Our primary resources for canning information are good old fashioned books. Our favorites are the Blue Ball Book of Canning and Not Your Mama’s Canning Book.
Our Uses Of Blanch & Freeze and Freezing Preservation Techniques
This is hands down one of our favorite preservation methods. So much so, we wrote a detailed article on blanch and freeze techniques!
The blanch and freeze technique is excellent for maintaining the nutrition of the foods we grow. It’s also superior at preserving the texture, taste and color of our foods.
When possible, we try to use this particular preservation technique as has the most advantages and fewest disadvantages. In general, we use this technique to preserve foods as follows.
- Potatoes (french fries & hashbrowns)
- Brussels sprouts
We do also freeze the bulk of our pepper harvest. Peppers don’t necessarily require the blanching process as they hold up to freezing quite well.
Our go-to resource for the blanch and freeze technique is the University of Minnesota extension service.
Our Uses Of Fermentation Preservation Techniques
Fermentation is probably one of the most recent preservation techniques that we learned. It has quickly ascended to becoming a favorite.
Typically, the fermentation process involves making a salted brine solution and running your food through a brief fermentation process. There’s a lot of science and food safety aspects to fermentation, but it’s a very safe process when using it.
We like to use it as it is incredibly healthy for us, typically boosting microbiome populations in our bodies. It is also just super tasty. It’s also quite faithful to the original food texture, which is great!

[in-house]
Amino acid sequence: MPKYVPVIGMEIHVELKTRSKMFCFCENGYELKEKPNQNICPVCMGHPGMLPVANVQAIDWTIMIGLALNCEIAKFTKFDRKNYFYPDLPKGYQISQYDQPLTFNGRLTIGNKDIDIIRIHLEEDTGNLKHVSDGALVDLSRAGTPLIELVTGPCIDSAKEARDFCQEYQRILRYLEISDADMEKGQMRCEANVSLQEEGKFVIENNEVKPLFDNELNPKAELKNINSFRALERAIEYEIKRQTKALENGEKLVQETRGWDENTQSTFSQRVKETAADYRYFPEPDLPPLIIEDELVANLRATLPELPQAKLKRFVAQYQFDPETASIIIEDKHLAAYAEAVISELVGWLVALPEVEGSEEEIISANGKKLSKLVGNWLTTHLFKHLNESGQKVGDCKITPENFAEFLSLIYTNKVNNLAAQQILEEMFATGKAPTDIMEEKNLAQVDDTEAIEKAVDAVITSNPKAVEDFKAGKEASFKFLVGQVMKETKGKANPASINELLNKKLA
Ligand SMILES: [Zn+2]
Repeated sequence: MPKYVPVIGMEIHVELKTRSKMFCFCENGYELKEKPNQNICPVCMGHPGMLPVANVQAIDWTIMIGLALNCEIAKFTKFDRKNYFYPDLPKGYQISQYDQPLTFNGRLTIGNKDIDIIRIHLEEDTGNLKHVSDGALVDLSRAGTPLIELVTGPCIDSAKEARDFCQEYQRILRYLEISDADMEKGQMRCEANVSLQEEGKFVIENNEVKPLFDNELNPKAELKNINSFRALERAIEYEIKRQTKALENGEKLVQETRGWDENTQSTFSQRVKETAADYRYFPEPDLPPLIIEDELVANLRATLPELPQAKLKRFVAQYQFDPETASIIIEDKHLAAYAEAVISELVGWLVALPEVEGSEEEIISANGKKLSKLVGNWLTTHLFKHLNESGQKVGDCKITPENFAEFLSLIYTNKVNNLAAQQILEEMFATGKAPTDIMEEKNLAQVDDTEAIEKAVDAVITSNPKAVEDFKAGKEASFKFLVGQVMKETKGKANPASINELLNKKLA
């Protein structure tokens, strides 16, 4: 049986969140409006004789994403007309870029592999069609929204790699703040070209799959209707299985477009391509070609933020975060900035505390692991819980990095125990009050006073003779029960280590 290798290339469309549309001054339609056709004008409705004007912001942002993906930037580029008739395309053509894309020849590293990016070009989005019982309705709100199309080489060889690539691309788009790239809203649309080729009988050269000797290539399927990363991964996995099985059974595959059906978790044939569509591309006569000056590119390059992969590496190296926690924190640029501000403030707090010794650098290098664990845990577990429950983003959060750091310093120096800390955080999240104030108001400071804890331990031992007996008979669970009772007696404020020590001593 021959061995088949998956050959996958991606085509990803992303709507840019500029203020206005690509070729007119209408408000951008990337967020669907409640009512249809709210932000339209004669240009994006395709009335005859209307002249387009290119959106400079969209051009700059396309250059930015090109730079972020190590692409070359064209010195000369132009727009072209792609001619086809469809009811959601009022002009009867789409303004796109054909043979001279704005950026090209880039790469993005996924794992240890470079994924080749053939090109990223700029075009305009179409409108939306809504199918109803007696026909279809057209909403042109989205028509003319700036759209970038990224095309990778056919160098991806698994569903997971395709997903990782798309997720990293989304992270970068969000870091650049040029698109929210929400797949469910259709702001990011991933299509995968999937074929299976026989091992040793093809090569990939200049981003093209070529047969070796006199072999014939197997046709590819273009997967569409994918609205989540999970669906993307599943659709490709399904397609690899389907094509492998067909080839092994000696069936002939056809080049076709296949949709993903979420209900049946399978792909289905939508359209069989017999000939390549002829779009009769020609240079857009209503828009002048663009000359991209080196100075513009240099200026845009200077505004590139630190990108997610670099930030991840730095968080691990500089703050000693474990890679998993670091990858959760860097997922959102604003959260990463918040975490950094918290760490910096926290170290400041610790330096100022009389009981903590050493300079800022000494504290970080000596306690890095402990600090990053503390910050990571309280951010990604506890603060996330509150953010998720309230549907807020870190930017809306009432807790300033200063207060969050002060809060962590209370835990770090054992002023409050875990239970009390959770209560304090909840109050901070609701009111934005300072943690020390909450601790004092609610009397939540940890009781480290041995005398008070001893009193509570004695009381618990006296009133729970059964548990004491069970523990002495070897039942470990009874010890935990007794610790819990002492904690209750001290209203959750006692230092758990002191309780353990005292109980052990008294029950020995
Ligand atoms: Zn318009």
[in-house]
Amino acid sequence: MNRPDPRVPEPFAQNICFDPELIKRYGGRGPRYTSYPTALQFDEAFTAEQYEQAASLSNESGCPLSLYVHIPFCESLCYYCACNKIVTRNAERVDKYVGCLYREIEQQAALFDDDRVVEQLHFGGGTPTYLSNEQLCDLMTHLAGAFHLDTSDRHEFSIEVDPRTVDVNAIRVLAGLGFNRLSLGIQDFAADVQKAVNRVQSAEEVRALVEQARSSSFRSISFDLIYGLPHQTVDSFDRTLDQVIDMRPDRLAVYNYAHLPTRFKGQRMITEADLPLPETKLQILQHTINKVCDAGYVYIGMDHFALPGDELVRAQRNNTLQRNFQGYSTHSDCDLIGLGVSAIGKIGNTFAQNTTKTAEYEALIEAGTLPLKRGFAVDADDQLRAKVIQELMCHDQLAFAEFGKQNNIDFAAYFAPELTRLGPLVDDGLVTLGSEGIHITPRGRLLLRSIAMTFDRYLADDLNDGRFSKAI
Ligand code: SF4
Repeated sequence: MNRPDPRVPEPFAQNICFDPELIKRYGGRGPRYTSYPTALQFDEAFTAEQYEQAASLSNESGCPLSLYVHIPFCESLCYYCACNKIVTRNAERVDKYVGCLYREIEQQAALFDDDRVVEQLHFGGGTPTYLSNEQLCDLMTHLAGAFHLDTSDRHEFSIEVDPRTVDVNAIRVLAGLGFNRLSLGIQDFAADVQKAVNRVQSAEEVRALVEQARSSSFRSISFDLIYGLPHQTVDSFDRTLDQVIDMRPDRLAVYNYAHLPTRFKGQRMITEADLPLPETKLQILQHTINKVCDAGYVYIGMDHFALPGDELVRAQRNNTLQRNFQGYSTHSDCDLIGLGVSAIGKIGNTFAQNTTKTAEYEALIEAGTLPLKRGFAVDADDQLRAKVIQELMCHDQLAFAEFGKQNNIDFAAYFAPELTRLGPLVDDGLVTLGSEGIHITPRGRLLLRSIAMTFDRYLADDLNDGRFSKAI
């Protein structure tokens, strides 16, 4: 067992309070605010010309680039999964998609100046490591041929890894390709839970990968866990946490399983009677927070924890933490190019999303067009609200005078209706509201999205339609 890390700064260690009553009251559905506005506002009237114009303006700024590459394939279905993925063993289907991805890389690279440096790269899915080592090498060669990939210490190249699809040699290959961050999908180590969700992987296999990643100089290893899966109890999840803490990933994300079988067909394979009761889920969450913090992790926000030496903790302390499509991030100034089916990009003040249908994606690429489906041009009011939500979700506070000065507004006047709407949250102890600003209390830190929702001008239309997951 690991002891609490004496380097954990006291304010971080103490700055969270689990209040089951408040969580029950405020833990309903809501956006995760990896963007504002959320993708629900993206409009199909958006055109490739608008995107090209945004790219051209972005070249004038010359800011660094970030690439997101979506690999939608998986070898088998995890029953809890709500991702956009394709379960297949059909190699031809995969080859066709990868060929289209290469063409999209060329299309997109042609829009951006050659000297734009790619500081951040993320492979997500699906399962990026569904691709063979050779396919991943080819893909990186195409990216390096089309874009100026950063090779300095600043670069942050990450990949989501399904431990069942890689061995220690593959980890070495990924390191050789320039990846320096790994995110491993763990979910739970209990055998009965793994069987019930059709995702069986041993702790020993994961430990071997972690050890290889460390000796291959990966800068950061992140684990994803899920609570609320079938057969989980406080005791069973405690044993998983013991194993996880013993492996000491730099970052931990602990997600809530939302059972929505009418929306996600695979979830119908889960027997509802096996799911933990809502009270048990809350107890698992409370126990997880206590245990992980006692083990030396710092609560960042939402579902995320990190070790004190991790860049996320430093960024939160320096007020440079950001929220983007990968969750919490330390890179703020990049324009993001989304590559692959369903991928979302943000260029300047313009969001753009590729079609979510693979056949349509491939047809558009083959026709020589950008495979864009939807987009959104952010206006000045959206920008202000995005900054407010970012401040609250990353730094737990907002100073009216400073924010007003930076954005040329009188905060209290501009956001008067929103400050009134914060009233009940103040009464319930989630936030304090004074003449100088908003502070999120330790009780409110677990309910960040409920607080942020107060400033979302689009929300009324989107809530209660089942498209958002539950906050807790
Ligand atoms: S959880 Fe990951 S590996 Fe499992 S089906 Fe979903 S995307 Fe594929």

Some of the things we use fermentation for include:
- Pickled radish
- Pickled cucumbers
- Experimental foods of various discovery
We’ve found fermentation particularly flexible. One of our favorite books is the Noma Guide to Fermentation, offering many different tested recipes to play with.
Our Uses Of Salting Preservation Techniques
While this one is pretty light in our repertoire thus far, it is something we are gradually increasing within our general preservation capabilities.
Salting, or salt curing, is one of the oldest known food preservation techniques. It is probably one of the main things responsible for the flourishment of humankind.
Since it heavily uses salt, it’s also very closely intertwined with both fermentation and general pickling techniques. It is also often combined with smoking techniques, for flavoring purposes.
This technique is largely used for meat and fish.
An good introductory book we’d recommend on the subject is Charcuterie: The Craft of Salting, Smoking and Curing.
Our Uses Of Brining & Pickling Preservation Techniques
We’d generally describe this technique as very similar to fermentation, but without the actual fermentation. It is typically dependent on creating a salt brine or the use of vinegar in high concentration, which cures your foods for preservation.
This preservation technique is often intertwined with both salting and fermentation techniques. Sometimes it’s also combined with canning techniques as well.
In many ways, we favor fermentation as it’s typically capable of preserving for longer periods of time.
However, we can’t resist a good refrigerator pickle recipe. These are so much different from fermented versions of pickles that it’s well worth doing both.
While you’ll find pickling recipes among canning and fermentation books, a good pickling focused resource is The Joy of Pickling.
Our Uses Of Dehydration Preservation Techniques
We generally use this preservation technique several times a year. It has its place among preservation.
Dehydration is the process of removing water from food. These foods can be eaten as is or reconstituted with water at a future time.
We do recommend using a dehydrator for the process. There are “sort of” ways of doing it in an oven, but most ovens don’t go low enough temperature wise to work well at the process.